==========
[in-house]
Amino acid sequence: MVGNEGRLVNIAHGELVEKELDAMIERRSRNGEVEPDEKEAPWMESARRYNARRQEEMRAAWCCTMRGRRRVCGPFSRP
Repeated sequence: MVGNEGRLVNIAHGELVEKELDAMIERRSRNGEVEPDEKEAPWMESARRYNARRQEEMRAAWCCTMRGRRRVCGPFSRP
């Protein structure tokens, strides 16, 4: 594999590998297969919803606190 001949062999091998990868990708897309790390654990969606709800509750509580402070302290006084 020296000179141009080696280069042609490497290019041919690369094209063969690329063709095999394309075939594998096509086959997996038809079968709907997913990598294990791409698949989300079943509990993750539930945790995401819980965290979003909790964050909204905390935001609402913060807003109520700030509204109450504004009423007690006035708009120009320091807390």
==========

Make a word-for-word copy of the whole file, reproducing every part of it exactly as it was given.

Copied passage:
[in-house]
Amino acid sequence: MVGNEGRLVNIAHGELVEKELDAMIERRSRNGEVEPDEKEAPWMESARRYNARRQEEMRAAWCCTMRGRRRVCGPFSRP
Repeated sequence: MVGNEGRLVNIAHGELVEKELDAMIERRSRNGEVEPDEKEAPWMESARRYNARRQEEMRAAWCCTMRGRRRVCGPFSRP
């Protein structure tokens, strides 16, 4: 594999590998297969919803606190 001949062999091998990868990708897309790390654990969606709800509750509580402070302290006084 020296000179141009080696280069042609490497290019041919690369094209063969690329063709095999394309075939594998096509086959997996038809079968709907997913990598294990791409698949989300079943509990993750539930945790995401819980965290979003909790964050909204905390935001609402913060807003109520700030509204109450504004009423007690006035708009120009320091807390």